They say the more risk you take, the higher the potential reward. That is true, but it can also naturally go in the other direction. After years of building up equity investments abroad, US carriers are quickly coming to terms with seeing their investments disappear. There is no airline harder hit than Delta which has focused on this equity partner strategy and is now paying the price.
Over the last few years, Delta has aggressively pursued equity interests in a variety of airlines. The list as of March 31, including total ownership percentage, is:
- Aeromexico – 51 percent
- Air France/KLM – 9 percent
- China Eastern – 3 percent
- Korean Air (Hanjin) – 15 percent
- LATAM – 20 percent
- Virgin Atlantic – 49 percent
Delta’s idea was simple. It couldn’t outright buy airlines or start its own operations in most other countries due to foreign ownership rules. It also didn’t think it could have enough influence with traditional partnerships or even joint ventures. Instead, it felt the need to take a stake and get a seat at the table.
This is the opposite of what we’ve seen at American, which has relied on stronger joint ventures with non-equity partners like IAG and Qantas. In fact, its only equity purchase was a 2.2% stake in China Southern that it hoped would help further access in China. That was more of a one-off special situation than a strategy.
Delta’s measly 3 percent stake in China Eastern may have also been a one-off, but the rest of its holdings are heftier and show a real pattern.
In 2012, Delta saw an opportunity to buy into Aeromexico and gain a seat on the board. Aeromexico was the only full service airline left in Mexico after Mexicana’s failure. Both American and United had stronger service to Mexico from their Texas hubs. Delta apparently liked what it saw and continued to buy shares until it had 49 percent of voting stock. (It has 51 percent total, but not all of those are voting shares due to Mexican ownership laws.)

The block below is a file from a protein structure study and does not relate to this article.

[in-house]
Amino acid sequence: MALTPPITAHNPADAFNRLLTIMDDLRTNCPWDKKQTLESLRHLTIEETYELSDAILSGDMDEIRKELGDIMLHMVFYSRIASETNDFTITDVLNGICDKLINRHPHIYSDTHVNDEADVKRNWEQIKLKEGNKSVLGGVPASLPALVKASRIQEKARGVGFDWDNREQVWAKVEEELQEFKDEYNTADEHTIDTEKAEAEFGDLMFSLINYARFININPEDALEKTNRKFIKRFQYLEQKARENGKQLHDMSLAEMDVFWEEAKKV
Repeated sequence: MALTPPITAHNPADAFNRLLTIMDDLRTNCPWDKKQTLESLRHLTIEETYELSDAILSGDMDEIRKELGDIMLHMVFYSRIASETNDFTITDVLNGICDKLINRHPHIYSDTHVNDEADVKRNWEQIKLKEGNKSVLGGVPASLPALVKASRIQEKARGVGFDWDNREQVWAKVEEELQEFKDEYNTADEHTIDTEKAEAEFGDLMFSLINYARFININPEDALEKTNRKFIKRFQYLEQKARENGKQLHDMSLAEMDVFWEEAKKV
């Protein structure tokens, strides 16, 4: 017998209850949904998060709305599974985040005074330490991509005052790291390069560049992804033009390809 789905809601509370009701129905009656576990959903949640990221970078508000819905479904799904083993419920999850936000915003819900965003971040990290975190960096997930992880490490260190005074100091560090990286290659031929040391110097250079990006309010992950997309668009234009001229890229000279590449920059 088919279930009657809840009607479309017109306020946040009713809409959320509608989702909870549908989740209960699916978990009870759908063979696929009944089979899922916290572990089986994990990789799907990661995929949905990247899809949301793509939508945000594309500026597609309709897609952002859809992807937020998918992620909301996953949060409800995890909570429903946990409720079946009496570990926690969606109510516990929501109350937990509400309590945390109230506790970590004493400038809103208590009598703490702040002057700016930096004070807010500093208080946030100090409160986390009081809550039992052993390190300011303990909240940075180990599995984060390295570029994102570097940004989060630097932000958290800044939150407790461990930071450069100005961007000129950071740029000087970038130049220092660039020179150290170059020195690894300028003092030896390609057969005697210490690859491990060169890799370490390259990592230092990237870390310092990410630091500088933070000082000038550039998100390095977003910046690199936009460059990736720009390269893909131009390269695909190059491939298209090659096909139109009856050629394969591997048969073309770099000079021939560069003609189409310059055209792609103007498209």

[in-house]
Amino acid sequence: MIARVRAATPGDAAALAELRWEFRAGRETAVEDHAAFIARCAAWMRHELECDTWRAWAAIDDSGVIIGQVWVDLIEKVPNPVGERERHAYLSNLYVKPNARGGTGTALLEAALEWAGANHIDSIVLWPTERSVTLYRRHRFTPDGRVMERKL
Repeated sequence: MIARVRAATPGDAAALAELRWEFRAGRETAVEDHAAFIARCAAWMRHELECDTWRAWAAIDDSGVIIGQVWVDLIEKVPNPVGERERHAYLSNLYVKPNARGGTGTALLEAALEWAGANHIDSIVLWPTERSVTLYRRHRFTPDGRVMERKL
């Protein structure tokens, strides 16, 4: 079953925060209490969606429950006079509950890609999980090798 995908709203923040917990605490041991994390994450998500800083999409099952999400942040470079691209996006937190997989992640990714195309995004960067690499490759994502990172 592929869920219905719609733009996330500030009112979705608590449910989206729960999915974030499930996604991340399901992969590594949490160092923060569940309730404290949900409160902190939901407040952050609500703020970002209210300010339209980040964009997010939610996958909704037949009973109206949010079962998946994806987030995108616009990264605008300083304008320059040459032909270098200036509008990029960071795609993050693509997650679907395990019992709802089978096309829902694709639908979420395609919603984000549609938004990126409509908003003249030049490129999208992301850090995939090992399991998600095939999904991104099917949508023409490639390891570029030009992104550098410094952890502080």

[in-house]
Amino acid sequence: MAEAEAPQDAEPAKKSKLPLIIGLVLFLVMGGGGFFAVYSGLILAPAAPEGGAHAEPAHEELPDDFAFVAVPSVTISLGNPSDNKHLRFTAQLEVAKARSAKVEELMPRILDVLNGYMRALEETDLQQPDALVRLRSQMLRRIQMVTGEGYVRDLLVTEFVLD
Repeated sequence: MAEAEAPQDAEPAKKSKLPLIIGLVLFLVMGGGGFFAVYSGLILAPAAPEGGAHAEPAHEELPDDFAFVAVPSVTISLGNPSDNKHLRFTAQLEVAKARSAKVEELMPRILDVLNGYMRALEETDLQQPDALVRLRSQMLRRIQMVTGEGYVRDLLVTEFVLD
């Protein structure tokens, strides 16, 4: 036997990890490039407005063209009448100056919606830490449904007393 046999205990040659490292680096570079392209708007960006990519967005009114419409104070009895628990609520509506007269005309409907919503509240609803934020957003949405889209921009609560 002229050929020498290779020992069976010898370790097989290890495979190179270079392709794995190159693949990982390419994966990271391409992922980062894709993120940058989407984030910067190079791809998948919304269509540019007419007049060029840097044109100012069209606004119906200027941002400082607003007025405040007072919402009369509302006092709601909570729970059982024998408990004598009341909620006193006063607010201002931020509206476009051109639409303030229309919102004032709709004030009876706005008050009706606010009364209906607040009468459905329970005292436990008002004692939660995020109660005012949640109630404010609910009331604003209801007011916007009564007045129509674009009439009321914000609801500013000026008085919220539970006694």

That same year, Delta also purchased nearly half of Virgin Atlantic from Singapore. This was similar to Aeromexico in one sense. Both United and American had a much stronger presence in London, and Delta needed to close the gap. It wasn’t going to be able to make that happen on its own, so it bought that chunk of Virgin Atlantic as a slot vehicle.
By 2017, Delta was running separate joint ventures with Virgin Atlantic and Air France/KLM, so it opted to combine them. But just combining them wasn’t enough; Delta turned it into a “blood brothers” situation. Delta bought a stake in AF/KL while AF/KL bought a stake in Virgin Atlantic. They were all bound by money.
In 2019, with the Korean relationship heading into a joint venture and Delta’s legacy Tokyo hub crumbling, Delta decided to pick up some equity there as well so it could have more say in its Asian operation.
Most recently, at the end of last year, Delta made its boldest move yet by acquiring 20 percent of LATAM and taking the airline away from American as a partner. This was an expensive deal costing $1.9 billion. That was in addition to the 14 A350s it would take off LATAM’s hands.
Back in 2017, I said this about the strategy:
While I like these strategic joint ventures, I’ve generally not been a fan of equity stakes. Historically, they’ve been disastrous. Anyone remember the Qualiflyer Group? That was Swissair’s grand ambition to buy stakes in every failing airline in Europe. It ended up failing itself. The more recent Etihad Airways Partners has been a dumpster fire in its own right. But this thing with Delta is mostly different.